by Raymond Williams

Ideology first appeared in English in 1796, as a direct translation of the new French word ideologie which had been proposed in that year by the rationalist philosopher Destutt de Tracy. Taylor (1796): ‘Tracy read a paper and proposed to call the philosophy of mind, ideology’. Taylor (1797): ‘… ideology, or the science of ideas, in order to distinguish it from the ancient metaphysics’. In this scientific sense, ideology was used in epistemology and linguistic theory until lC19.

A different sense, initiating the main modern meaning, was popularized by Napoleon Bonaparte. In an attack on the proponents of democracy — ‘who misled the people by elevating them to a sovereignty which they were incapable of exercising’ — he attacked the principles of the Enlightenment as ‘ideology’. 

It is to the doctrine of the ideologues — to this diffuse metaphysics, which in a contrived manner seeks to find the primary causes and on this foundation would erect the legislation of peoples, instead of adapting the laws to a knowledge of the human heart and of the lessons of history — to which one must attribute all the misfortunes which have befallen our beautiful France.

This use reverberated throughout C19. It is still very common in conservative criticism of any social policy which is in part or in whole derived from social theory in a conscious way. It is especially used of democratic or socialist policies, and indeed, following Napoleon’s use, ideologist was often in C19 generally equivalent to revolutionary. But ideology and ideologist and ideological also acquired, by a process of broadening from Napoleon’s attack, a sense of abstract, impractical or fanatical theory. It is interesting in view of the later history of the word to read Scott (Napoleon, vi, 251): ‘ideology, by which nickname the French ruler used to distinguish every species of theory, which, resting in no respect upon the basis of self-interest, could, he thought, prevail with none save hot-brained boys and crazed enthusiasts’ (1827). Carlyle, aware of this use, tried to counter it: ‘does the British reader ... call this unpleasant doctrine of ours ideology?’ (Chartism, vi, 148; 1839).

There is then some direct continuity between the pejorative sense of ideology, as it had been used in eCl9 by conservative thinkers, and the pejorative sense popularized by Marx and Engels in The German Ideology (1845-7) and subsequently. Scott had distinguished ideology as theory ‘resting in no respect upon the basis of self-interest’, though Napoleon’s alternative had actually been the (suitably vague) ‘knowledge of the human heart and of the lessons of history’. Marx and Engels, in their critique of the thought of their radical German contemporaries, concentrated on its abstraction from the real processes of history. Ideas, as they said specifically of the ruling ideas of an epoch, ‘are nothing more than the ideal expression of the dominant material relationships, the dominant material relationships grasped as ideas’. Failure to realize this produced ideology: an upside-down version of reality.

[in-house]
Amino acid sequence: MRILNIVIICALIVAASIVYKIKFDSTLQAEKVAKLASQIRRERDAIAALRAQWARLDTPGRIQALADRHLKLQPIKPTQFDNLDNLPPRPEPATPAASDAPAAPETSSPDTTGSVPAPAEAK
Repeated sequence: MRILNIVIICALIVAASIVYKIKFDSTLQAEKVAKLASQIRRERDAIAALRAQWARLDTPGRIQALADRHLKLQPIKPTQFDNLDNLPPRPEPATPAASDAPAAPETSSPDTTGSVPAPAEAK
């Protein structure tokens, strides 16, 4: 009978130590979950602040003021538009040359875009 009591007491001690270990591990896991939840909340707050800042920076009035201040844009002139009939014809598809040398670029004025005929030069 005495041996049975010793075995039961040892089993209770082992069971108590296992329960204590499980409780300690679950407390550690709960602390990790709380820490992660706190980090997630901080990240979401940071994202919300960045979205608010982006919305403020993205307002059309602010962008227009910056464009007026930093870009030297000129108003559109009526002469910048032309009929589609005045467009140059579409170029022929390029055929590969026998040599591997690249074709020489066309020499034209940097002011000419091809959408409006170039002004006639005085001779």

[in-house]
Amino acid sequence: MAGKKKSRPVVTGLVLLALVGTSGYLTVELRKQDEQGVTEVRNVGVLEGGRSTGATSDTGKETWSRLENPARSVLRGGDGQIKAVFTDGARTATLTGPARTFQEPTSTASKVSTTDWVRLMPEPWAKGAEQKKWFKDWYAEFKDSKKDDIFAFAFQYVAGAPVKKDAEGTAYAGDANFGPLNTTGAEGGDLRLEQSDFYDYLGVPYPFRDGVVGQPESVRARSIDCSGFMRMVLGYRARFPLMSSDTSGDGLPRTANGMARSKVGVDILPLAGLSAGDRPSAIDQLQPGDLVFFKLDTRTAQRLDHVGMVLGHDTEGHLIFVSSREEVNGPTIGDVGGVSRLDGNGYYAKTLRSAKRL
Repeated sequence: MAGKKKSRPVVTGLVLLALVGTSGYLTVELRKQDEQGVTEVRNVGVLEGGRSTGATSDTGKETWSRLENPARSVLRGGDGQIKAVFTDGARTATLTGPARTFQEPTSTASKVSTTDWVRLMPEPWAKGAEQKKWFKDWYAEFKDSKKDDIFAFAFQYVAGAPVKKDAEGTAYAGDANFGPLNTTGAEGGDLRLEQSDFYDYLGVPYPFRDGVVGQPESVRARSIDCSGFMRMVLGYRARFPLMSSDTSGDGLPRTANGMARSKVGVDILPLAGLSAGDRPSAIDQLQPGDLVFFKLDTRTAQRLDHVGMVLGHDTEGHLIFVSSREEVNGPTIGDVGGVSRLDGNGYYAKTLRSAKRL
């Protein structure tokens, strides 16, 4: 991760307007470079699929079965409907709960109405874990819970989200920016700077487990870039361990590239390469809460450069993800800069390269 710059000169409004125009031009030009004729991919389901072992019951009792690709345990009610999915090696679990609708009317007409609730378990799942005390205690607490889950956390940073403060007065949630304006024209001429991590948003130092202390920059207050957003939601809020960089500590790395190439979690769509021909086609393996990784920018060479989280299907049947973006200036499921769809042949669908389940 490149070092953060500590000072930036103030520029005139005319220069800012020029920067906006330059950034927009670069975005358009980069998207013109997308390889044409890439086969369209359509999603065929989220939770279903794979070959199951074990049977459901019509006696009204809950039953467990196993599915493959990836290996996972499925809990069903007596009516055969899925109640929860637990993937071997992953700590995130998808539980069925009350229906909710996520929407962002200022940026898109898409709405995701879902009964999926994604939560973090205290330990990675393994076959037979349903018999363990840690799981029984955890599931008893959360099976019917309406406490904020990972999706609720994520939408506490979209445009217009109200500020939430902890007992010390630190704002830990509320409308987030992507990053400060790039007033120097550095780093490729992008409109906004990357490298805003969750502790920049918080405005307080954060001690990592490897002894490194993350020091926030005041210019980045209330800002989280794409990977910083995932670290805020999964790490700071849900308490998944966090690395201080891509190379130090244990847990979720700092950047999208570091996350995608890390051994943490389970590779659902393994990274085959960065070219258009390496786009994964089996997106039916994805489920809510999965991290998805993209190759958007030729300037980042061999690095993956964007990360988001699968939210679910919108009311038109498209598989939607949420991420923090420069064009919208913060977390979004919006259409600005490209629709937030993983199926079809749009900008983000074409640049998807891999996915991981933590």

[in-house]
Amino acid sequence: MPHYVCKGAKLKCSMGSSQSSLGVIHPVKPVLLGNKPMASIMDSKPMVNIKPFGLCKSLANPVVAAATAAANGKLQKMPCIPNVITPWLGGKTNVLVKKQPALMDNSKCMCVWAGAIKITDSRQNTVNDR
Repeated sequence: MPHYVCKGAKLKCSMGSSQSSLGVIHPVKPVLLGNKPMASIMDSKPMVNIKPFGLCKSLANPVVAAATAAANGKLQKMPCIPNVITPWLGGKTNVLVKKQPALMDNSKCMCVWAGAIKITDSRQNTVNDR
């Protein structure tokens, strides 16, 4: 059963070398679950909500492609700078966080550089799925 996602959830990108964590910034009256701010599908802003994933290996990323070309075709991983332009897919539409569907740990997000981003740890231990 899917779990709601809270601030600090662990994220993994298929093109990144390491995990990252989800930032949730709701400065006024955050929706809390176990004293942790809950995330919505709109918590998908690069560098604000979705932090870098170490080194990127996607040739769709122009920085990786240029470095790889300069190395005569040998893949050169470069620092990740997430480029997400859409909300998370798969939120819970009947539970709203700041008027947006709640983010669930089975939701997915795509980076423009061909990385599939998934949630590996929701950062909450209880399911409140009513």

If in all ideology men and their circumstances appear upside down as in a camera obscura, this phenomenon arises just as much from their historical life process as the inversion of objects on the retina does from their physical life process. (German Ideology, 47)

Or as Engels put it later: 

Every ideology ... once it has arisen develops in connection with the given concept-material, and develops this material further; otherwise it would cease to be ideology, that is, occupation with thoughts as with independent entities, developing independently and subject only to their own laws. That the material life-conditions of the persons inside whose heads this thought process goes on in the last resort determine the course of this process remains of necessity unknown to these persons, for otherwise there would be an end to all ideology. (Feuerbach, 65-6)

Or again: 

Ideology is a process accomplished by the so-called thinker consciously indeed but with a false consciousness. The real motives impelling him remain unknown to him, otherwise it would not be an ideological process at all. Hence he imagines false or apparent motives. Because it is a process of thought he derives both its form and its content from pure thought, either his own or his predecessors’. (Letter to Mehring, 1893)

Ideology is then abstract and false thought, in a sense directly related to the original conservative use but with the alternative — knowledge of real material conditions and relationships — differently stated. Marx and Engels then used this idea critically. The ‘thinkers’ of a ruling class were ‘its active conceptive ideologists, who make the perfecting of the illusion of the class about itself their chief source of livelihood’ (German Ideology, 65). Or again: ‘the official representatives of French democracy were steeped in republican ideology to such an extent that it was only some weeks later that they began to have an inkling of the significance of the June fighting’ (Class Struggles in France, 1850). This sense of ideology as illusion, false consciousness, unreality, upside-down reality, is predominant in their work. Engels believed that the ‘higher ideologies’ — philosophy and religion — were more removed from material interests than the direct ideologies of politics and law, but the connection, though complicated, was still decisive (Feuerbach, 277). They were ‘realms of ideology which soar still higher in the air . . . various false conceptions of nature, of man’s own being, of spirits, magic forces, etc. ... (Letter to Schmidt, 1890). This sense has persisted.